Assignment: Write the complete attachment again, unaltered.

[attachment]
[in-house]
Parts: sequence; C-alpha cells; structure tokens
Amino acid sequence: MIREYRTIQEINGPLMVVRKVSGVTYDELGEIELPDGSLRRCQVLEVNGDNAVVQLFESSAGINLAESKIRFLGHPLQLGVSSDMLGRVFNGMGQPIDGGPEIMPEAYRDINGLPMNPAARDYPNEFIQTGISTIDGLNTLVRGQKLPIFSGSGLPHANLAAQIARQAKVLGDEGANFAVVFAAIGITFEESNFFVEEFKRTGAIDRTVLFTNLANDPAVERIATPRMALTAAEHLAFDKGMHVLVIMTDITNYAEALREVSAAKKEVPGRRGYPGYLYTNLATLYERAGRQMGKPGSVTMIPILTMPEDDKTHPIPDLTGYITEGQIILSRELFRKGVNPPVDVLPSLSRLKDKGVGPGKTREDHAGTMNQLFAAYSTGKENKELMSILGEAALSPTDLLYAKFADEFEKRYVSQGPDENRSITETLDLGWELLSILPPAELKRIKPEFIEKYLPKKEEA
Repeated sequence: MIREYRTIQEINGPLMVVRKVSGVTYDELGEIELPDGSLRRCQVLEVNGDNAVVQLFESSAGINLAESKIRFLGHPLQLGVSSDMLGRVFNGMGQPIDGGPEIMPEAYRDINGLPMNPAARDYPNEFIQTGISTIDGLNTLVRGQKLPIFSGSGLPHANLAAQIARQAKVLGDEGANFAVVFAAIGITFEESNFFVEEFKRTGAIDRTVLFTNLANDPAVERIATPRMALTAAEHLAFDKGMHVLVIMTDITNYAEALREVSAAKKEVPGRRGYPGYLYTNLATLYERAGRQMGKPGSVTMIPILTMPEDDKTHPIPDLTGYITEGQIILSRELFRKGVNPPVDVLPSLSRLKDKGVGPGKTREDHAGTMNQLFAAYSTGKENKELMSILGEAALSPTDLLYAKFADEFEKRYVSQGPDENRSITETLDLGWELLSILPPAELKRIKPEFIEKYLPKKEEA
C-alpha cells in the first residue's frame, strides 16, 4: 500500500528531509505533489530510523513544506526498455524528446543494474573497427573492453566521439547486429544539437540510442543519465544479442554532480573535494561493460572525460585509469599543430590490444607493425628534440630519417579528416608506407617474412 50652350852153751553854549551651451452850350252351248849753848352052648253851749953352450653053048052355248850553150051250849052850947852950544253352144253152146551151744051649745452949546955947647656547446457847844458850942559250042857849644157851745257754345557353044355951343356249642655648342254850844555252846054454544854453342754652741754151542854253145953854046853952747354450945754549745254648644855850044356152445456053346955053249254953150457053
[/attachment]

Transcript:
[in-house]
Parts: sequence; C-alpha cells; structure tokens
Amino acid sequence: MIREYRTIQEINGPLMVVRKVSGVTYDELGEIELPDGSLRRCQVLEVNGDNAVVQLFESSAGINLAESKIRFLGHPLQLGVSSDMLGRVFNGMGQPIDGGPEIMPEAYRDINGLPMNPAARDYPNEFIQTGISTIDGLNTLVRGQKLPIFSGSGLPHANLAAQIARQAKVLGDEGANFAVVFAAIGITFEESNFFVEEFKRTGAIDRTVLFTNLANDPAVERIATPRMALTAAEHLAFDKGMHVLVIMTDITNYAEALREVSAAKKEVPGRRGYPGYLYTNLATLYERAGRQMGKPGSVTMIPILTMPEDDKTHPIPDLTGYITEGQIILSRELFRKGVNPPVDVLPSLSRLKDKGVGPGKTREDHAGTMNQLFAAYSTGKENKELMSILGEAALSPTDLLYAKFADEFEKRYVSQGPDENRSITETLDLGWELLSILPPAELKRIKPEFIEKYLPKKEEA
Repeated sequence: MIREYRTIQEINGPLMVVRKVSGVTYDELGEIELPDGSLRRCQVLEVNGDNAVVQLFESSAGINLAESKIRFLGHPLQLGVSSDMLGRVFNGMGQPIDGGPEIMPEAYRDINGLPMNPAARDYPNEFIQTGISTIDGLNTLVRGQKLPIFSGSGLPHANLAAQIARQAKVLGDEGANFAVVFAAIGITFEESNFFVEEFKRTGAIDRTVLFTNLANDPAVERIATPRMALTAAEHLAFDKGMHVLVIMTDITNYAEALREVSAAKKEVPGRRGYPGYLYTNLATLYERAGRQMGKPGSVTMIPILTMPEDDKTHPIPDLTGYITEGQIILSRELFRKGVNPPVDVLPSLSRLKDKGVGPGKTREDHAGTMNQLFAAYSTGKENKELMSILGEAALSPTDLLYAKFADEFEKRYVSQGPDENRSITETLDLGWELLSILPPAELKRIKPEFIEKYLPKKEEA
C-alpha cells in the first residue's frame, strides 16, 4: 500500500528531509505533489530510523513544506526498455524528446543494474573497427573492453566521439547486429544539437540510442543519465544479442554532480573535494561493460572525460585509469599543430590490444607493425628534440630519417579528416608506407617474412 50652350852153751553854549551651451452850350252351248849753848352052648253851749953352450653053048052355248850553150051250849052850947852950544253352144253152146551151744051649745452949546955947647656547446457847844458850942559250042857849644157851745257754345557353044355951343356249642655648342254850844555252846054454544854453342754652741754151542854253145953854046853952747354450945754549745254648644855850044356152445456053346955053249254953150457053